search the site
 daily menu » rate the banner | guess the city | one on oneforums map | privacy policy | DMCA | news magazine | posting guidelines

Go Back   SkyscraperCity > European Forums > UK & Ireland Architecture Forums > Transport, Urban Planning and Infrastructure

Transport, Urban Planning and Infrastructure Shaping space, urbanity and mobility



Global Announcement

As a general reminder, please respect others and respect copyrights. Go here to familiarize yourself with our posting policy.


Reply

 
Thread Tools
Old October 18th, 2017, 09:11 PM   #19661
Vulcan's Finest
In the brig
 
Join Date: Apr 2012
Location: None these days.
Posts: 7,064
Likes (Received): 1553

Quote:
Originally Posted by aeolian View Post
Just to be clear, the only figures I've supplied are actual passenger number for Liverpool. I've just corrected a factual error and I've not suggested any numbers for Manchester.
Wasn't aimed at you Aeolian, the passenger figures you supplied are correct.
__________________

Rapidtransitman liked this post
Vulcan's Finest no está en línea   Reply With Quote

Sponsored Links
Old October 18th, 2017, 09:20 PM   #19662
Vulcan's Finest
In the brig
 
Join Date: Apr 2012
Location: None these days.
Posts: 7,064
Likes (Received): 1553

Quote:
Originally Posted by aeolian View Post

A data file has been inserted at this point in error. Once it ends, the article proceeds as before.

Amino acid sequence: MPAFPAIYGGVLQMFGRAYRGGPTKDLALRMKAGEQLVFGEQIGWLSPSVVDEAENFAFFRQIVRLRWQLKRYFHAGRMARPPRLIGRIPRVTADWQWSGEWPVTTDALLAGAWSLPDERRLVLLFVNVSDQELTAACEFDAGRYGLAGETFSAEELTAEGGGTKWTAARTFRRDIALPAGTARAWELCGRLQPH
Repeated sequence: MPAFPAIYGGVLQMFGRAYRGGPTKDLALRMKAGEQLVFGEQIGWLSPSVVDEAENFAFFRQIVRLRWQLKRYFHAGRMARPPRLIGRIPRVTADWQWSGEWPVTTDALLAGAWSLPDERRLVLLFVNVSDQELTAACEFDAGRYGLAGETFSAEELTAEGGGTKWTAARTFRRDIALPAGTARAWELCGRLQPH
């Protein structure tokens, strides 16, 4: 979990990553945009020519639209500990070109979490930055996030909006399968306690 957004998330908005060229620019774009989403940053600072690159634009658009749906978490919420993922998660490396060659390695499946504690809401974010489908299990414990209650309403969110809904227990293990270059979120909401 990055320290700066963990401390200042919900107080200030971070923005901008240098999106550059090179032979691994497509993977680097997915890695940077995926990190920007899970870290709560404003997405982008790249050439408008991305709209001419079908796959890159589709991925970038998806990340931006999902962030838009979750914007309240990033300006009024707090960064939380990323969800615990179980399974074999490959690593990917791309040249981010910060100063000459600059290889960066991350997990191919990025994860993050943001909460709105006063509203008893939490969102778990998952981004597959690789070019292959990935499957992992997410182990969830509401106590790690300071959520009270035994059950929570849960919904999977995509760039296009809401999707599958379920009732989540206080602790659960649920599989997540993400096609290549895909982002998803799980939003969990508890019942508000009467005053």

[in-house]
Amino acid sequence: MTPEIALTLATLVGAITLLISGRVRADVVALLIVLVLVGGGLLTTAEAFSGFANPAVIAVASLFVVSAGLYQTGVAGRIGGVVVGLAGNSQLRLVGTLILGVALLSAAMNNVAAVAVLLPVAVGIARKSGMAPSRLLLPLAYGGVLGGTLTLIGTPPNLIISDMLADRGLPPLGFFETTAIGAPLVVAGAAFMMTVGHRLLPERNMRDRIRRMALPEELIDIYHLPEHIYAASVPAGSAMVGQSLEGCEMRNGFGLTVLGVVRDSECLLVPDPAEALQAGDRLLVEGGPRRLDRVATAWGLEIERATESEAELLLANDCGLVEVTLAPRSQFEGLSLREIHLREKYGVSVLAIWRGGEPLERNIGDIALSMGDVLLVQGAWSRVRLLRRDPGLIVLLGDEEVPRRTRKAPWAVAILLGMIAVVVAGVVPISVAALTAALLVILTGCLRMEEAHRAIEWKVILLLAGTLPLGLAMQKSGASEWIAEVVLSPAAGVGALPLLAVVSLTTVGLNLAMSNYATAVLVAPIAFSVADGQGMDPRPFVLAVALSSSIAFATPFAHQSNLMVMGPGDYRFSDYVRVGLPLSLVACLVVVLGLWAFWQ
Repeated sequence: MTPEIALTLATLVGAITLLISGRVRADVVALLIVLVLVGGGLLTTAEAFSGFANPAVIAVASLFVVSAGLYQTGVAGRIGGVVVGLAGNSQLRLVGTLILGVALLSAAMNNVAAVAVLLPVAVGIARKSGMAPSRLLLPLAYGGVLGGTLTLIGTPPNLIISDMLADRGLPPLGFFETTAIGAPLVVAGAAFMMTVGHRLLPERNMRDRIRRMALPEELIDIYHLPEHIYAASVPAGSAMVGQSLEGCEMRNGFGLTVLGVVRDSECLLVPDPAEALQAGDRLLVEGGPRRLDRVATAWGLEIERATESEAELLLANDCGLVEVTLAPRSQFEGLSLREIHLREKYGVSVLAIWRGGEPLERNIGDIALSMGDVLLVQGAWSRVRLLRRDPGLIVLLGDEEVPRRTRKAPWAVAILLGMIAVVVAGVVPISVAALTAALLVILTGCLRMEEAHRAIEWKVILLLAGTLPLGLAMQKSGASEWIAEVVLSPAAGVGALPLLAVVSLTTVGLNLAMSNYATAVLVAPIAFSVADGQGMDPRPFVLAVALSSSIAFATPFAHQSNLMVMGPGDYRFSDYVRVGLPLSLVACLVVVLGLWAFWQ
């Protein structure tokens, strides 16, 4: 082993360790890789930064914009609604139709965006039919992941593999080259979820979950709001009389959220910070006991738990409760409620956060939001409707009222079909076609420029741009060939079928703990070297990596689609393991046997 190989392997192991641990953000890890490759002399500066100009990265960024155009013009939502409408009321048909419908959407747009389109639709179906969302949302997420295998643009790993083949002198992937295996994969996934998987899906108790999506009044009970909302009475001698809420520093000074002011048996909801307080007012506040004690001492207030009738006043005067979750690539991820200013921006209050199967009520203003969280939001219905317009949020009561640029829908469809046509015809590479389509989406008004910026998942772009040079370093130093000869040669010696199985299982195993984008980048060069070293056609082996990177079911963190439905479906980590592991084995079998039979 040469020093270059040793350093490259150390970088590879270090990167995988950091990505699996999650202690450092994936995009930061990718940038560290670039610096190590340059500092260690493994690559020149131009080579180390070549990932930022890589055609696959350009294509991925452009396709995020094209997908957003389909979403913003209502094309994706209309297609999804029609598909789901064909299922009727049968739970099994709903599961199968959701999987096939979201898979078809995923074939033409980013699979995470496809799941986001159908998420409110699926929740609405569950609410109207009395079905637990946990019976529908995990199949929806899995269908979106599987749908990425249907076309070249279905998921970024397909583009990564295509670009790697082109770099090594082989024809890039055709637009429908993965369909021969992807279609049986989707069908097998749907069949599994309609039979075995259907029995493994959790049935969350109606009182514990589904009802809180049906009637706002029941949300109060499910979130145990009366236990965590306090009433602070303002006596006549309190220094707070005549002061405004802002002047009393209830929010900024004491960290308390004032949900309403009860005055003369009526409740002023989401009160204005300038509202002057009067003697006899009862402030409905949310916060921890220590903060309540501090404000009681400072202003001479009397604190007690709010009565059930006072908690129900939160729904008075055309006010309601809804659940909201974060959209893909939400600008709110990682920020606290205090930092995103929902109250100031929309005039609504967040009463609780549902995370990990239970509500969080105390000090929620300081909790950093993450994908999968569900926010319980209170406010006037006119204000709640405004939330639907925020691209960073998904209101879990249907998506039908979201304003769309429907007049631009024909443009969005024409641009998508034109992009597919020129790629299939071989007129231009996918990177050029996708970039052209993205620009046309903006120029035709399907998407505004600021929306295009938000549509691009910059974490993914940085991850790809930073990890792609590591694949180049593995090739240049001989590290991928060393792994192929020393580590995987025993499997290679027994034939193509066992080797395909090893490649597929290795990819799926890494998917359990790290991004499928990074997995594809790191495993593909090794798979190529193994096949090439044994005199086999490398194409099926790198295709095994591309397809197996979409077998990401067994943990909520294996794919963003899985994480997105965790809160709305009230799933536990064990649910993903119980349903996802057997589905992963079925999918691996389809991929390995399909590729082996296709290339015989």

The actual demand for Liverpool is 1.76m pax p/a - so 25.2% full, which is significantly more than 19.7%.

Looking at it another way, if the frequency was doubled the that would be about 14% average occupancy. However one would expect more passengers as Liverpool becomes a more competitive rail head for many passengers and the actual journey time would reduce as wait time for passengers would be shorter (30 min between trains not 60 mins) and with more seats at the peak and at times in the peak that arrive before 9 am. The current poor frequency dampens demand and those people who would otherwise have quicker journeys via Lime Street go elsewhere.

A doubling of base service frequency from 1TPH to 2TPH will of it's own accord lead to a natural increase in ridership - I've seen suggestions it can often add 20% extra numbers by the end of the initial 5-year period. HS2 will deliver this of course.